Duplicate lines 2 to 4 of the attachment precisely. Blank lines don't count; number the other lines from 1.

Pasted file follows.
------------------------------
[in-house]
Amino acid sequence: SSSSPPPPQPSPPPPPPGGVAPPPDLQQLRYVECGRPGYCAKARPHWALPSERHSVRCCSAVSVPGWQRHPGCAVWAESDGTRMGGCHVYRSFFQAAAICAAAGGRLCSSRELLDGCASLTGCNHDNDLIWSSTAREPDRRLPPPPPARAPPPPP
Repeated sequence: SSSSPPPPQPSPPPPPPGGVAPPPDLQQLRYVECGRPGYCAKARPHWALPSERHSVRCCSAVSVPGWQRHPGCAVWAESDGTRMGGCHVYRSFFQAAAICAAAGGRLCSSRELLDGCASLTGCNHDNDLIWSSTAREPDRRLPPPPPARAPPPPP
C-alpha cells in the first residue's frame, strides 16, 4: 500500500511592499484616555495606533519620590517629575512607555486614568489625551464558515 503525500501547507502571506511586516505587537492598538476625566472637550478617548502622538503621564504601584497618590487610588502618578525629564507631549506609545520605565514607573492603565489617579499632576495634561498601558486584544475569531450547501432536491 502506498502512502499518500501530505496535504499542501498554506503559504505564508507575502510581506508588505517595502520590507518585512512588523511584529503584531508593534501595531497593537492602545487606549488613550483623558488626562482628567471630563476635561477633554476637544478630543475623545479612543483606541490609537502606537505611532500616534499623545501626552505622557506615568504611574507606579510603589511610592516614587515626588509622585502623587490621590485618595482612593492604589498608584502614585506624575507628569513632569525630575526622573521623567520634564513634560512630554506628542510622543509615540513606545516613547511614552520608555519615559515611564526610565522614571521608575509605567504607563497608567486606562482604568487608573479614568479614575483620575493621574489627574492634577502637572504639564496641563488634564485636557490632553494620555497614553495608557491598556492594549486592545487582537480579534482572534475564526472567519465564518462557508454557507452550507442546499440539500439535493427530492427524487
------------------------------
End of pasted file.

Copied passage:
Amino acid sequence: SSSSPPPPQPSPPPPPPGGVAPPPDLQQLRYVECGRPGYCAKARPHWALPSERHSVRCCSAVSVPGWQRHPGCAVWAESDGTRMGGCHVYRSFFQAAAICAAAGGRLCSSRELLDGCASLTGCNHDNDLIWSSTAREPDRRLPPPPPARAPPPPP
Repeated sequence: SSSSPPPPQPSPPPPPPGGVAPPPDLQQLRYVECGRPGYCAKARPHWALPSERHSVRCCSAVSVPGWQRHPGCAVWAESDGTRMGGCHVYRSFFQAAAICAAAGGRLCSSRELLDGCASLTGCNHDNDLIWSSTAREPDRRLPPPPPARAPPPPP
C-alpha cells in the first residue's frame, strides 16, 4: 500500500511592499484616555495606533519620590517629575512607555486614568489625551464558515 503525500501547507502571506511586516505587537492598538476625566472637550478617548502622538503621564504601584497618590487610588502618578525629564507631549506609545520605565514607573492603565489617579499632576495634561498601558486584544475569531450547501432536491 502506498502512502499518500501530505496535504499542501498554506503559504505564508507575502510581506508588505517595502520590507518585512512588523511584529503584531508593534501595531497593537492602545487606549488613550483623558488626562482628567471630563476635561477633554476637544478630543475623545479612543483606541490609537502606537505611532500616534499623545501626552505622557506615568504611574507606579510603589511610592516614587515626588509622585502623587490621590485618595482612593492604589498608584502614585506624575507628569513632569525630575526622573521623567520634564513634560512630554506628542510622543509615540513606545516613547511614552520608555519615559515611564526610565522614571521608575509605567504607563497608567486606562482604568487608573479614568479614575483620575493621574489627574492634577502637572504639564496641563488634564485636557490632553494620555497614553495608557491598556492594549486592545487582537480579534482572534475564526472567519465564518462557508454557507452550507442546499440539500439535493427530492427524487